What Percentage of Deaths Are Caused by Drunk Driving?
Thousands of people die each year in alcohol-impaired driving crashes. The NHTSA estimates that around 30 percent of all fatal crashes involve intoxicated drivers. These crashes are a serious problem that is often preventable. These crashes also cost the nation billions of dollars annually in car insurance costs. Fortunately, these crashes aren’t always due to bad weather conditions. Nearly half of all alcohol-related fatal car crashes occur in clear or cloudy weather conditions.
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In 2020, there were 11,654 alcohol-related fatal car crashes in the United States. This represented a 30 percent increase in the number of drunk driving crashes in the previous year. The average alcohol-impaired driver involved in a fatal crash had a blood alcohol content of 0.15 grams of alcohol per liter of blood. The percentage of drunk drivers involved in fatal crashes was lower for children, young adults, and older adults. The highest percentage of alcohol-impaired drivers involved in fatal crashes in 2020 was among passenger car drivers. However, drivers of large trucks were the only group to have a lower percentage of alcohol-impaired drivers.
The percentage of alcohol-impaired drivers involved in crashes was significantly higher at night. The rate of alcohol impairment was 3.1 times higher in fatal crashes that occurred at night. The rate of alcohol impairment among fatal crashes that occurred on a weekend was also significantly higher than during the week. In general, more fatal crashes occurred during the summer months than during the winter. The percentage of alcohol-impaired drivers involved was also higher among drivers aged 35 to 44, compared to other age groups.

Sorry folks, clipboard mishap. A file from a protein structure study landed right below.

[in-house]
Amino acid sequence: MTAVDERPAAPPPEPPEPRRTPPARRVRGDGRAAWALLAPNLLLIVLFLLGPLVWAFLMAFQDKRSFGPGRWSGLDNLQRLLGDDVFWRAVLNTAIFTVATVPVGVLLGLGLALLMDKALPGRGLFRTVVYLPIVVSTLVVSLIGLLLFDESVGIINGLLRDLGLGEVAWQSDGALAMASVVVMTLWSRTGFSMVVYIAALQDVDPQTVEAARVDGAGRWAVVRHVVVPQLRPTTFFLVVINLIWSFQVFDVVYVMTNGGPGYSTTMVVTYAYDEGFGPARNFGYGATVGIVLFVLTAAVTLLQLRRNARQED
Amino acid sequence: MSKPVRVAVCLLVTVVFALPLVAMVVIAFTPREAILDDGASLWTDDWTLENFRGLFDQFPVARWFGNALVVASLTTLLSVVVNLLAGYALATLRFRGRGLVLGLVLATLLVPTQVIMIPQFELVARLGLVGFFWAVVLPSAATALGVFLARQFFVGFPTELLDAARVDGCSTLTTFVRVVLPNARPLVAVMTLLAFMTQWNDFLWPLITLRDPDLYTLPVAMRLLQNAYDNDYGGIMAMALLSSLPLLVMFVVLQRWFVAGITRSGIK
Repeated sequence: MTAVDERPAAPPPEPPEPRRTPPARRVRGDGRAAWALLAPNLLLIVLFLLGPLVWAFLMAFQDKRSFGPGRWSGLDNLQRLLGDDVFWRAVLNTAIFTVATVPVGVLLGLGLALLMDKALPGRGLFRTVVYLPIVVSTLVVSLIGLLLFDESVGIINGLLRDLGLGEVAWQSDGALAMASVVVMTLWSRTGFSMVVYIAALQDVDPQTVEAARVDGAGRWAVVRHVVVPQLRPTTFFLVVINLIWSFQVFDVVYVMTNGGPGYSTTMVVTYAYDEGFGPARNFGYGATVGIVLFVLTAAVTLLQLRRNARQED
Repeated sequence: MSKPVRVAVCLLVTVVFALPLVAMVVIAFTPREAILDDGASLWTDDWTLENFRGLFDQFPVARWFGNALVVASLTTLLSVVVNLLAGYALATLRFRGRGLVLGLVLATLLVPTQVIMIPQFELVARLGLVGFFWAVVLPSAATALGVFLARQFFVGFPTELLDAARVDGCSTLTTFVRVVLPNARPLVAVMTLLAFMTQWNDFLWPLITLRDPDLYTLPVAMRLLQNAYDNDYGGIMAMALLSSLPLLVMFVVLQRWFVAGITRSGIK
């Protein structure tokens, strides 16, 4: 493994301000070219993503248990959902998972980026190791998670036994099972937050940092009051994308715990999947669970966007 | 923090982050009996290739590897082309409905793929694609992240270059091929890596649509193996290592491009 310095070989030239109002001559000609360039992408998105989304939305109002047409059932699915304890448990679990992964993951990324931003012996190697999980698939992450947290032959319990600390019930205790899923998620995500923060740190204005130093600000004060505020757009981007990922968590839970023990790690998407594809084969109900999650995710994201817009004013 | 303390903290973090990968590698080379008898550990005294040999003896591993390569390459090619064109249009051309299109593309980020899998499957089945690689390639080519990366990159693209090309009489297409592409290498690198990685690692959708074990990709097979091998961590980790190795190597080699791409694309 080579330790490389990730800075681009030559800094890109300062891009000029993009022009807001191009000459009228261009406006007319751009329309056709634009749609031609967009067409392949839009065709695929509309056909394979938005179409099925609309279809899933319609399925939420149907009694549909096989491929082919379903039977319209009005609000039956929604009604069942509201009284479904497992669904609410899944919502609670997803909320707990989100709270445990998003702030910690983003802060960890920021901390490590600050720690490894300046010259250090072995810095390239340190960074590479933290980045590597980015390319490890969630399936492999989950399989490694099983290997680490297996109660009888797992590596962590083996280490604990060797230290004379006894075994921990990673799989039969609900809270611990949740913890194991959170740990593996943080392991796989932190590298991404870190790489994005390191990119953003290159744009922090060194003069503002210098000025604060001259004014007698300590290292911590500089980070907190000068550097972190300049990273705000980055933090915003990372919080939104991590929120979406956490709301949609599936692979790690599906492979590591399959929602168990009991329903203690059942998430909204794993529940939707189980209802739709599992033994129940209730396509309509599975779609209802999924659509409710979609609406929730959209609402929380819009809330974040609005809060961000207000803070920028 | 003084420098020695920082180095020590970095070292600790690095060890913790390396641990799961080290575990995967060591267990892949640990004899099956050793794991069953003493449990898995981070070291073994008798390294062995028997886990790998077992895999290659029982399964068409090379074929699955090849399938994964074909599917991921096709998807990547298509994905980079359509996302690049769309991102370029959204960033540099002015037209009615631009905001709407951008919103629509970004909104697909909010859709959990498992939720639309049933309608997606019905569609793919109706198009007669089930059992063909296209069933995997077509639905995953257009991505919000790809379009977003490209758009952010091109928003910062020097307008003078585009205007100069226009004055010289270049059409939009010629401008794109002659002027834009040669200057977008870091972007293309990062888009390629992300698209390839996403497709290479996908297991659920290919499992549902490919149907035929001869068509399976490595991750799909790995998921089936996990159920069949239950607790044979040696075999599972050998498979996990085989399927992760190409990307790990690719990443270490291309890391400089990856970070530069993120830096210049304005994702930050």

These numbers demonstrate that drunk driving is an ongoing problem. The FBI estimates that around one million drivers were arrested for driving under the influence in 2018. In addition, the NHTSA estimated that over one million drivers were arrested for drunk driving in 2018. In 2010, the rate of drunk driving fatalities per 100,000 people dropped by nearly half. The same relative distribution of alcohol-impaired drivers and their vehicles was found in 2010.
The rate of fatal drunk driving crashes decreased by nearly seventy percent among drivers under the age of 21, from 15.5 fatal crashes per 100,000 people to 3.7 crashes per 100,000 people. However, the rate of fatal crashes per 100,000 people increased slightly among drivers aged 55 and older. Among drivers aged 20 to 24, the rate of fatal crashes per 100,000 people increased by a significant amount.
The National Highway Traffic Safety Administration (NHTSA) estimated that more than 10,000 drunk driving deaths occurred in the United States from 2006 to 2016. This is the highest number of drunk driving deaths recorded in a decade. The NHTSA also conducted a special report on ethnicity and impaired driving. The report showed that Asians are consistently at the lowest risk of alcohol-impaired driving. This was even though African-Americans and Hispanics are at the highest risk of impaired driving.
The percentage of drivers involved in alcohol-related crashes increased slightly among drivers under the age of 21, but the percentage of drivers involved in drunk driving crashes decreased among drivers over the age of 55. Drivers aged 25 to 34 made up approximately 23 percent of drivers involved in alcohol-related crashes in the United States.